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Discussion Starter #1
Just replaced the track drive shaft pto and chaincase bearings. After putting track back on and with the rear end elevated I cannot pull the track forward or backward without really hard hand cranking of the primary belt drive!!
What’s potentially happening as I know the new bearings were installed by the book and the shaft rotated freely before reinstalling the track assembly!
Help!
 

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Is the primary making contact with the belt? Shouldn't be unless the engine is running and high enough rpm for it to engage. Unless you mean the secondary. Track can be hard to turn if it is too tight.
 

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Discussion Starter #3
I was using the secondary drive to try to rotate the track through before tensioning at the rear axle. The track seems really tight at the front of the rails and there may be a cross brace that is slightly bowed upwards causing the rails to “toe-in” resulting in extreme resistance at that point?? I suspect this may have caused the chain to snap. Since I was rebuilding the chaincase area, I thought it best to replace the bearings (drive axle)while I had it apart. The slide rail strips appear ok.

I may try to undue the cross brace in question and see if this relieves any issues.
 

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unless your explanation is wacked, you've really got this Effed up. Now I don't know how you can have the track rubbing on the primary and the skid rails "toed in" please try and re-state all this in sled language
 

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First, what sled are you working on to give us a better idea for answers. Track will be tight behind driveshaft when lifted.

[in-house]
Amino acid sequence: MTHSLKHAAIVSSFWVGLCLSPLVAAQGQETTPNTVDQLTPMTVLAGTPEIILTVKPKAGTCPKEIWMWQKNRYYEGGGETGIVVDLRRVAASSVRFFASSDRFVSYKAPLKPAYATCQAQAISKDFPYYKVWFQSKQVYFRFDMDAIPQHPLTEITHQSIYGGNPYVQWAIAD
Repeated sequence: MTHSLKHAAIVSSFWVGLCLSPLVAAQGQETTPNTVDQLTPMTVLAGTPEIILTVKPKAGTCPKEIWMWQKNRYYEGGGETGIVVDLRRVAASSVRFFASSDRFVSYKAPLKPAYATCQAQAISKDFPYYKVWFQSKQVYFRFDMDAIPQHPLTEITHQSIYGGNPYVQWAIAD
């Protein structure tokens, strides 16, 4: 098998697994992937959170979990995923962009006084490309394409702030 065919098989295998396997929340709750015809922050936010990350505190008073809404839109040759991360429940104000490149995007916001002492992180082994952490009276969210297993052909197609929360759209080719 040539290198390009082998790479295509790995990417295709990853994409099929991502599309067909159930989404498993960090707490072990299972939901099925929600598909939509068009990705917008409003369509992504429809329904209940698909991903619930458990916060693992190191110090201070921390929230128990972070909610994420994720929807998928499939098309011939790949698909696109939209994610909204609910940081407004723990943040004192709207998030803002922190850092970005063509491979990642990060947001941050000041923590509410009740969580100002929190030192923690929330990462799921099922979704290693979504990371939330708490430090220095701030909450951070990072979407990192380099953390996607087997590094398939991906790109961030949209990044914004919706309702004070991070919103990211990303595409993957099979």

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Discussion Starter #6
Sled is a ‘97 Panther 550. Should I not be able to easily pull the track by hand with the rear end lifted? I can do this on my ‘01 Skidoo 500 F!

If you read my post, the tensioners are fully slackened and I’m trying to figure out why the chain broke in the first place by at least eliminating any kind of slide rail assembly issue. With the belt off the clutch drive, it takes excessive force to rotate the clutch which is attached to the driven shaft which has the top chaincase gear at the end. Make sense yet, eh!
 

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Did you change or at least check the jackshaft bearings when you did the driveshaft bearings. One behind secondary may have seized up. Yes you should be able to turn track by hand when in the air.
 

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Discussion Starter #9 (Edited)
When I disassembled the chaincase I found the chain backing bracket had broken and there was a nickel sized hole in the case cover at the 4 o’clock position. The chain was broken at that point and wedged against what was left of the bracket.
 

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You have pictures?
 

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The chain backing bracket was a common problem with the reverse chaincase. It probably failed causing the chain to break.
I think they wear if the bolt comes loose and then breaks, the updated part has a new piece welded on. For some reason my bracket is twice as much as yours although yours tripled in price also.


Toe in of your rails would not cause your chain to break, it could only be toed in so much unless your front cross brace is super bent, and only at the front. I doubt you could have bent the front arm holding the shock but I suppose it's possible.


Loosen your track fully and see how it turns. If it is still to hard you did something wrong. Check the brake and rotor and make sure it isn't holding up there. If its still too tight take the chaincase cover off and have a look. A new chain can be pretty tight, did you do the proper procedure for the auto chain adjuster. Pic included without auto adjuster installed yet. and new backing bracket.
 

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Discussion Starter #12
I will take the cover off and get some pics. My bracket broke at the same location as yours. When torquing the sprockets back on with the track fully slackened, I used the brake to hold it all. The jack shaft to clutch assembly was free and smooth before install.
 
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